Crystallographic structure reveals phosphorylated pilin from Neisseria: phosphoserine sites modify type IV pilus surface chemistry and fibre morphology.Forest, K.T., Dunham, S.A., Koomey, M., Tainer, J.A.
(1999) Mol Microbiol 31: 743-752
- PubMed: 10048019
- DOI: 10.1046/j.1365-2958.1999.01184.x
- Primary Citation of Related Structures:
- PubMed Abstract:
- Structure of the Fibre-Forming Protein Pilin at 2.6 A Resolution
Parge, H.E., Forest, K.T., Hickey, M.J., Christensen, D.A., Getzoff, E.D., Tainer, J.A.
(1995) Nature 378: 32
Understanding the structural biology of type IV pili, fibres responsible for the virulent attachment and motility of numerous bacterial pathogens, requires a detailed understanding of the three-dimensional structure and chemistry of the constituent p ...
Understanding the structural biology of type IV pili, fibres responsible for the virulent attachment and motility of numerous bacterial pathogens, requires a detailed understanding of the three-dimensional structure and chemistry of the constituent pilin subunit. X-ray crystallographic refinement of Neisseria gonorrhoeae pilin against diffraction data to 2.6 A resolution, coupled with mass spectrometry of peptide fragments, reveals phosphoserine at residue 68. Phosphoserine is exposed on the surface of the modelled type IV pilus at the interface of neighbouring pilin molecules. The site-specific mutation of serine 68 to alanine showed that the loss of the phosphorylation alters the morphology of fibres examined by electron microscopy without a notable effect on adhesion, transformation, piliation or twitching motility. The structural and chemical characterization of protein phosphoserine in type IV pilin subunits is an important indication that this modification, key to numerous regulatory aspects of eukaryotic cell biology, exists in the virulence factor proteins of bacterial pathogens. These O-linked phosphate modifications, unusual in prokaryotes, thus merit study for possible roles in pilus biogenesis and modulation of pilin chemistry for optimal in vivo function.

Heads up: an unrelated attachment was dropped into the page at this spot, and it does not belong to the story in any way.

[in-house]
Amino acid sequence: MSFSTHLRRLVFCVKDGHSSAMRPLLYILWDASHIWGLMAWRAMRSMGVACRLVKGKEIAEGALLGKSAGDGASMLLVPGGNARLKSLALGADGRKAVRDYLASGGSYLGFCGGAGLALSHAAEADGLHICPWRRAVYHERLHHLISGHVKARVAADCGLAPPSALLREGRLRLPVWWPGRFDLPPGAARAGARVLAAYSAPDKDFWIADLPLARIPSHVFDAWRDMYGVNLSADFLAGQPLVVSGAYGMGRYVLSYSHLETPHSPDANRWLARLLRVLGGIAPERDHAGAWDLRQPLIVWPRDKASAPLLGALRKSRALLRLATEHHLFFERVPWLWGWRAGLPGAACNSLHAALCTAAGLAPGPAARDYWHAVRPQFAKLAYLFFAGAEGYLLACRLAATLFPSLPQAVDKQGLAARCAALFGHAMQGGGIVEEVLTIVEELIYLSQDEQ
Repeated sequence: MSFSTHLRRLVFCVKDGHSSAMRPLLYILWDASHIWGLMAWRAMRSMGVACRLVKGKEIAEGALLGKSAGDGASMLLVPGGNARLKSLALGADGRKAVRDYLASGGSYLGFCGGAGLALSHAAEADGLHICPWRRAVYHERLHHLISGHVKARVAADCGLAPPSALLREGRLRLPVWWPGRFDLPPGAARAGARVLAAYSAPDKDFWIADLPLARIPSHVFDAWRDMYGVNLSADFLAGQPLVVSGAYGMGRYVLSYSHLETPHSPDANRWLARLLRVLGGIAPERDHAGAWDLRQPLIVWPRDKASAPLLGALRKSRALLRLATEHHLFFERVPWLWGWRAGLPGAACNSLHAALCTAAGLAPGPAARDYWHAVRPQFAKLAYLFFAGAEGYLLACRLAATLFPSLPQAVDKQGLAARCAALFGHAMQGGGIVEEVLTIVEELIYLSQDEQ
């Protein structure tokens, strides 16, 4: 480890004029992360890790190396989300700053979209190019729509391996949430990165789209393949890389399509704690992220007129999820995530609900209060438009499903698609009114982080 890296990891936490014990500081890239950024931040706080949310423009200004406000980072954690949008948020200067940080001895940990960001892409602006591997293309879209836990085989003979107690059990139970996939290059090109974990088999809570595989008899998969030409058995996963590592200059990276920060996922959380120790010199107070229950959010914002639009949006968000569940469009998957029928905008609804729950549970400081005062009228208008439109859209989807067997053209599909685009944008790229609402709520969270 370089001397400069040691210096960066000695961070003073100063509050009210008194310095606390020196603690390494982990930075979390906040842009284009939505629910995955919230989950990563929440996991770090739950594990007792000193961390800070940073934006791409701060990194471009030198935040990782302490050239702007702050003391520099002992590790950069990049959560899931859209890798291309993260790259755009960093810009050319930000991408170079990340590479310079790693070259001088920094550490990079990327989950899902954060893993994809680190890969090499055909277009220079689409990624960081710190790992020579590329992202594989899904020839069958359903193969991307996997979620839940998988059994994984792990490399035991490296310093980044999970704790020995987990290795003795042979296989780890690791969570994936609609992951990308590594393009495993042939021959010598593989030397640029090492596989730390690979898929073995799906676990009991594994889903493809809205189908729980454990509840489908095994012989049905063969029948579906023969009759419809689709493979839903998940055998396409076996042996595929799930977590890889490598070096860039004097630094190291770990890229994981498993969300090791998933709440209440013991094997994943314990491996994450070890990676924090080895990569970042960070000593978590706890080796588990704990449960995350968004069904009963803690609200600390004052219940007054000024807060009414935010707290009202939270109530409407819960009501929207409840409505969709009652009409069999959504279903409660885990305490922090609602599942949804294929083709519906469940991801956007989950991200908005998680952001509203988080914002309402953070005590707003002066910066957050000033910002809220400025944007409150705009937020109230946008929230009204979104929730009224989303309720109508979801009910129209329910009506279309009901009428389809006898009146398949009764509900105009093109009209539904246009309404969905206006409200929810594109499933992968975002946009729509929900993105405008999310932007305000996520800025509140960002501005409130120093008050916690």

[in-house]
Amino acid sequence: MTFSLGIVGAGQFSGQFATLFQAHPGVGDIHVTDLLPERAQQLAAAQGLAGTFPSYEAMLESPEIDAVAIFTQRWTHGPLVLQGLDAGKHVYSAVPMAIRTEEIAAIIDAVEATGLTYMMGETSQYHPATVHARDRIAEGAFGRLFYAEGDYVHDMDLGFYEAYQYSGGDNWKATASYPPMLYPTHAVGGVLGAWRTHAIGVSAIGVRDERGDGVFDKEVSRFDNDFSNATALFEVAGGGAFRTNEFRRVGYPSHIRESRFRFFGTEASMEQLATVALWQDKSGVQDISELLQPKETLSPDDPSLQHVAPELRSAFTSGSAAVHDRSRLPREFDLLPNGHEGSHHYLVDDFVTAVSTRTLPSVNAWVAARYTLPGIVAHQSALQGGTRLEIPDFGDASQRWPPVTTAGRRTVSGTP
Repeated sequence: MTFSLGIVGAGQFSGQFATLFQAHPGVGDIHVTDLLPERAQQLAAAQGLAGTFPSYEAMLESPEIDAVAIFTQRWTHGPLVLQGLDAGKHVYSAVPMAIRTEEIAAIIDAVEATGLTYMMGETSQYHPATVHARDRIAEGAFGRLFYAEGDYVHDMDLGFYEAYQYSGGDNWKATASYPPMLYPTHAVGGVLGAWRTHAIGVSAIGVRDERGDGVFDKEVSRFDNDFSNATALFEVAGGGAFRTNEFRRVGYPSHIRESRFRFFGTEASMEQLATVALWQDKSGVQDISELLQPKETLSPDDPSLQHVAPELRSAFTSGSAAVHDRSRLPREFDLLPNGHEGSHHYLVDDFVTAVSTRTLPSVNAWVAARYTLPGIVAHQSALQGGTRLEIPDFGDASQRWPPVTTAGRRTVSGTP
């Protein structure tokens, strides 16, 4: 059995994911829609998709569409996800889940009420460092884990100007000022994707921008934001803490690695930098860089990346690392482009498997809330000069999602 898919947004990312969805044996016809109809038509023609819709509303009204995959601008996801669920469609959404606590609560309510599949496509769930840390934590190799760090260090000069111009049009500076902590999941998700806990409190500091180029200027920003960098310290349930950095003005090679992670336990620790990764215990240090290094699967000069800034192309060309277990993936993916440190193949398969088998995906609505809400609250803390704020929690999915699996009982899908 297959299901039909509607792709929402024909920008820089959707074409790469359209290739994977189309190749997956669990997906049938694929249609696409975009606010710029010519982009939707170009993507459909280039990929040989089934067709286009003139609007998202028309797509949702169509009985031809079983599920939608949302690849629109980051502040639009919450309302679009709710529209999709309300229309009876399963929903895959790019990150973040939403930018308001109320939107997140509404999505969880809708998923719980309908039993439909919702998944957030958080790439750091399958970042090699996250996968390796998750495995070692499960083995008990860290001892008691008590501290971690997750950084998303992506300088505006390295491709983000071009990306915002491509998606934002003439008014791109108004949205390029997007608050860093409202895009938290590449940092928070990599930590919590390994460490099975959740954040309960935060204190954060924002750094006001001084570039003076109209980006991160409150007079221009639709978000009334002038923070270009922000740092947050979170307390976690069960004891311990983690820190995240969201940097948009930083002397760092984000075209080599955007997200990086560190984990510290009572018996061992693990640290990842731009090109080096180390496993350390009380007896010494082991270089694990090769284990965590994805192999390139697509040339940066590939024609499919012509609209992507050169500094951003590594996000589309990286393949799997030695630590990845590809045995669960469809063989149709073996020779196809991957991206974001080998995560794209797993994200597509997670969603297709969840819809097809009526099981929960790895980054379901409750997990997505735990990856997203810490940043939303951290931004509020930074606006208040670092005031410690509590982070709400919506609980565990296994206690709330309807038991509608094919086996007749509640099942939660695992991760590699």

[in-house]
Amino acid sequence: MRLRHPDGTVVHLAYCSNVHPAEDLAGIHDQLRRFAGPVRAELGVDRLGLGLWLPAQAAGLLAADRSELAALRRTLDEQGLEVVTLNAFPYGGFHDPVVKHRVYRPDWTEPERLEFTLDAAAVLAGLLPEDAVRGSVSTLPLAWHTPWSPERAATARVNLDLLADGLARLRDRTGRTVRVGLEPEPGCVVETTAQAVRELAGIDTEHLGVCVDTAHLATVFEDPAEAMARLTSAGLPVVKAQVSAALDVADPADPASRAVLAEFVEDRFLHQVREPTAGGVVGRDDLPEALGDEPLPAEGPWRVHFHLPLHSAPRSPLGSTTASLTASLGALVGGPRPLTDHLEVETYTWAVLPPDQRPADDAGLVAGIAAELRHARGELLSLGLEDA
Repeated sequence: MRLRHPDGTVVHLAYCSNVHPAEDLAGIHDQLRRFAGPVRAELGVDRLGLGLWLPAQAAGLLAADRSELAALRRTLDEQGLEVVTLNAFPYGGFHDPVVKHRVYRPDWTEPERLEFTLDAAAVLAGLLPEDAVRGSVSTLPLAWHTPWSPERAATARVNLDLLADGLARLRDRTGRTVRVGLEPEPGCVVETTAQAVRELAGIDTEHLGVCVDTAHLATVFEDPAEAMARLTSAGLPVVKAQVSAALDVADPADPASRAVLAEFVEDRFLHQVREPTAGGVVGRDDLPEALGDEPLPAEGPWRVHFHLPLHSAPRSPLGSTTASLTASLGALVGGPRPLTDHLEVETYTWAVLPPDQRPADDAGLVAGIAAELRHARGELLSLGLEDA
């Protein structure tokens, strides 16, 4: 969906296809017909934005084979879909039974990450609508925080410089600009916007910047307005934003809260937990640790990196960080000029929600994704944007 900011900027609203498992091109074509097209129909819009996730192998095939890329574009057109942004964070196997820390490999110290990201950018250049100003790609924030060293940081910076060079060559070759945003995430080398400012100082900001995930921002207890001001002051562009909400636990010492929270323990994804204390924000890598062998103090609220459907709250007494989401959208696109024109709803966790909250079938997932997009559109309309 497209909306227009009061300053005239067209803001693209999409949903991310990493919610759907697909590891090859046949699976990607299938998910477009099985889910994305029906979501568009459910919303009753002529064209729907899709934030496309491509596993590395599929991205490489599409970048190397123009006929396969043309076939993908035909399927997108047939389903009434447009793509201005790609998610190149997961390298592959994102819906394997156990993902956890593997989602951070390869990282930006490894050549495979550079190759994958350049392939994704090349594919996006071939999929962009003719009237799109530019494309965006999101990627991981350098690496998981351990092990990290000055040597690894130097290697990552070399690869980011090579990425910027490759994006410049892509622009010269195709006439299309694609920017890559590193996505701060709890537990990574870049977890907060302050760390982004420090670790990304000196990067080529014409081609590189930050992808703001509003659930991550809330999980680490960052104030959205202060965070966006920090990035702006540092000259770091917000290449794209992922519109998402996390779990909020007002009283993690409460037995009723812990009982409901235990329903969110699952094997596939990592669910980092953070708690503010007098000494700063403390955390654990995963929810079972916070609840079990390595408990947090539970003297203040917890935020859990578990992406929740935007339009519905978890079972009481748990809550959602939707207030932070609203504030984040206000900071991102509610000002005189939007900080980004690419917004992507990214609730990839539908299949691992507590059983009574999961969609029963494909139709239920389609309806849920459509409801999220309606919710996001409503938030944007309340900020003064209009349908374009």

Department of Molecular Biology, Scripps Research Institute, La Jolla, CA 92037, USA.